The current investigation by Gardai into the greyhound blooding incident in a Dublin park is a numbing reminder that the practice continues despite being highly illegal. Blooding has been flagged over the years by racing scene journalist, John Martin, who is on record as saying that “the bald truth is that greyhound racing would not continue to exist without blooding (and) it follows that, with a constant greyhound population of close on 30,000, blooding must be widespread”.


Mutilate greyhounds dumped in river.

Irish Independent, 07/09/2005

Dogs were dumped in a river in Co. Waterford with their throats cut and ears sliced off.

  Greyhound Rescue West of England Press Release – May 2005 : More Greyhounds Rescued with their Ears Amputated! Greyhound Rescue West of England (GRWE), have recently taken into their care, two greyhounds who have had their ears amputated. Greyhounds who are bred for racing are tattooed in their ears, and are registered in their owners details. Cutting off a dog’s ears was obviously meant to avoid the dog being traced back to the unscrupulous owner who had dumped Heather and left her to die. Greyhounds are bred in their thousands for racing, and many are abandoned every year when they are unwanted by their owners, if they are not fast enough for the track. GRWE rescues and finds homes for as many dogs as it can help, and places them into loving family homes. In 2004 the charity, which is run by volunteers, and receives no money from the racing industry, found homes for 500 dogs. Last week GRWE were contacted by another small rescue in Ireland, who had had a greyhound dumped on their door step, again with her ears amputated. Georgie the greyhound, was in a terrible state, her ears had been hacked off, and she was obviously in considerable pain.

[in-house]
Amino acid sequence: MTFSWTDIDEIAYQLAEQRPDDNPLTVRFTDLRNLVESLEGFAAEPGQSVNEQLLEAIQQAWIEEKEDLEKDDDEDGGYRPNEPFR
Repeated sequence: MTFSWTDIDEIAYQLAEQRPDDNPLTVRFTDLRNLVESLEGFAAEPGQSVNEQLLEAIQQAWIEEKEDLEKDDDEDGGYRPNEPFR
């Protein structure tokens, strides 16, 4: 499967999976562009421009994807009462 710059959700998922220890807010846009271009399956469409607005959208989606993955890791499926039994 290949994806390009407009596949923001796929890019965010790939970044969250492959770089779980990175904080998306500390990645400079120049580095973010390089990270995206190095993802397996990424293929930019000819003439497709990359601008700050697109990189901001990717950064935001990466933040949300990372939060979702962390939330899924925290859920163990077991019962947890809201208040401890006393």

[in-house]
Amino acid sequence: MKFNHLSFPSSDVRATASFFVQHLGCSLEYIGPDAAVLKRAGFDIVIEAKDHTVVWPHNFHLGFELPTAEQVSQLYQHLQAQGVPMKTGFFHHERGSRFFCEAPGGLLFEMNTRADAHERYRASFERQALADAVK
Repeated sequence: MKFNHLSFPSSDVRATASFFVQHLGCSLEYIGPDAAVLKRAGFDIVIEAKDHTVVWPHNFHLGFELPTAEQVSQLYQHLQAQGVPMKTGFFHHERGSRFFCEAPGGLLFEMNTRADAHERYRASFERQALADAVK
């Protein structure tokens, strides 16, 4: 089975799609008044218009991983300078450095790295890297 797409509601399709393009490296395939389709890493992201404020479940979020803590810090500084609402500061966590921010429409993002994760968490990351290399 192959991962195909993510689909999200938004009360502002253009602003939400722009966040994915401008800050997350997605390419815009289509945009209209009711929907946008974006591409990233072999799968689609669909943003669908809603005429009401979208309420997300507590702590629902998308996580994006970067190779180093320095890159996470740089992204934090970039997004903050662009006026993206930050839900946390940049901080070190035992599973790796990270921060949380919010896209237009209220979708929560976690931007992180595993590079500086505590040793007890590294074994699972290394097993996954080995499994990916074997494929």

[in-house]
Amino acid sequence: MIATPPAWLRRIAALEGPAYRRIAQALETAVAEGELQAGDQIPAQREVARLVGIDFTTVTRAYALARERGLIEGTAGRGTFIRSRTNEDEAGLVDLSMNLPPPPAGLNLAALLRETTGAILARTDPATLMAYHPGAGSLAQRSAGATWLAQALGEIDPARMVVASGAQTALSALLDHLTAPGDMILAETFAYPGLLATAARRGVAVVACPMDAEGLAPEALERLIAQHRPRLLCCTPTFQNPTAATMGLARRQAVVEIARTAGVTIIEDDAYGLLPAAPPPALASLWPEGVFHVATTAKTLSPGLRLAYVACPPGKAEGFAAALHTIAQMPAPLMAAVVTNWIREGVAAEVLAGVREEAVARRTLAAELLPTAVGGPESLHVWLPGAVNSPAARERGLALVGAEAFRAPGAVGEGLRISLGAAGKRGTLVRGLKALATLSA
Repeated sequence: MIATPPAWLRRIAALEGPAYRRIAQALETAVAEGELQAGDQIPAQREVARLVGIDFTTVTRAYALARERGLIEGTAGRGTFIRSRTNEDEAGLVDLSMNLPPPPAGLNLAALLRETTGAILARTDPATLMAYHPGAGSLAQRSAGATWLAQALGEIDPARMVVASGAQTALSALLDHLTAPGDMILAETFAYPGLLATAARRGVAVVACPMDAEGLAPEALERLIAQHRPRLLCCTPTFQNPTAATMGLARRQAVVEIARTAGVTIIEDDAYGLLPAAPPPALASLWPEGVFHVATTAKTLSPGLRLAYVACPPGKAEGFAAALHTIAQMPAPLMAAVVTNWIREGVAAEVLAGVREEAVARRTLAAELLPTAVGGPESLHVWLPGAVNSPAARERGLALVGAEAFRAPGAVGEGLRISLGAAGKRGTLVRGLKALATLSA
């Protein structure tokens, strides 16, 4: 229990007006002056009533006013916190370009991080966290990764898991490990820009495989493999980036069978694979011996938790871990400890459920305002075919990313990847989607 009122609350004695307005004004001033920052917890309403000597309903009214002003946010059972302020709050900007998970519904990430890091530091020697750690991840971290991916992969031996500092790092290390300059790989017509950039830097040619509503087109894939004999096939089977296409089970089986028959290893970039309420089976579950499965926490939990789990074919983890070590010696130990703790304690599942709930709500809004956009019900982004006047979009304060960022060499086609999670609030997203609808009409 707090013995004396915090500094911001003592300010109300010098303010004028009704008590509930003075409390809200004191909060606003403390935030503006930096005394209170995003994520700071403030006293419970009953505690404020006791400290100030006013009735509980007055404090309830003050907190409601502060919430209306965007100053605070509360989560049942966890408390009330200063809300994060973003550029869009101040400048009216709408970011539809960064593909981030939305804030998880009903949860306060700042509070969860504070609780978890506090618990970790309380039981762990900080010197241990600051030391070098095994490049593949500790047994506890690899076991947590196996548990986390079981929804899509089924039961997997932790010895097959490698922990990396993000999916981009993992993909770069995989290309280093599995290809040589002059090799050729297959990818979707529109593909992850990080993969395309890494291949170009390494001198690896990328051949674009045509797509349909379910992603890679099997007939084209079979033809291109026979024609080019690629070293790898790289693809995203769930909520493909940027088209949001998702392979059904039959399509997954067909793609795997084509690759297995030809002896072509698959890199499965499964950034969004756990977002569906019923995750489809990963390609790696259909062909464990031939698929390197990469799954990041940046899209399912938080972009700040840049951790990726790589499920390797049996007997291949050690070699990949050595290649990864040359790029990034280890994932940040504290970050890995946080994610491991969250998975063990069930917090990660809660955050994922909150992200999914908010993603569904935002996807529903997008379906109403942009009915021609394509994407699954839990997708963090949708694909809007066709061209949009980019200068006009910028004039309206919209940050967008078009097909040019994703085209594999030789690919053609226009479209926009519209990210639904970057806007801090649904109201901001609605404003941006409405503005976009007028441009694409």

Slaughtered greyhounds' ears hacked off to avoid identification.

Irish Mirror, 05/09/2005

Three greyhounds were found with their throats cut and ears hacked off. The mutilated bodies of the dogs were found floating in a river near Dungarvan, Co Waterford. Their horrific injuries had been inflicted in a bid to remove their identification tattoo and prevent identification. This sickening incident is the latest example of cruelty being investigated by Gardai. In April a greyhound was rescued after she had her ears sliced off and was left bleeding heavily in the north Kerry village of Ballydaff.



Greyhounds on Viagra.

Limerick Post, 11/12/2004

A SPOKESPERSON from Greyhound Action Ireland has claimed that "drugs like Viagra are constantly being sold at dog racing tracks in Ireland and greyhounds are suffering horrifically from the hell of withdrawal symptoms”. Some dogs are even given cocaine to boost their performances, she claims. Limerick is regarded as being one of the Meccas for greyhound racing and training in the country, with races three days a week at the greyhound racing track at the Markets Field. Prize money can range from 200 euro to over 35,000 euro in sweep stakes and the sport attracts a huge interest in the city. Talking to the Limerick Post, Bernie Wright said that "this drug is sold by pushers who have obtained it on prescription from MDs” and the practice is allowed to continue because "there is very little testing”. "Viagra, which is given to quicken the heart-rate of the dogs, is a major racket at Irish dog racing tracks. Dogs are suffering horrifically and routinely at the hands of trainers and owners. They should not be subjected to the hell of withdrawal symptoms from drugs such as EPO, a steroid that shows no traces or Largactyl, a sedative also used at dog tracks to slow dogs down. We in Greyhound Action appeal to anyone who has further information on drugs being used to contact us immediately. They can remain anonymous,” said Ms Wright. She also said that "cocaine is also given to dogs to improve their performance”. Ms Wright then referred to a recent article which appeared in a national newspaper, recounting how a greyhound trainer who tried to inject his dog with drugs, accidentally injected himself.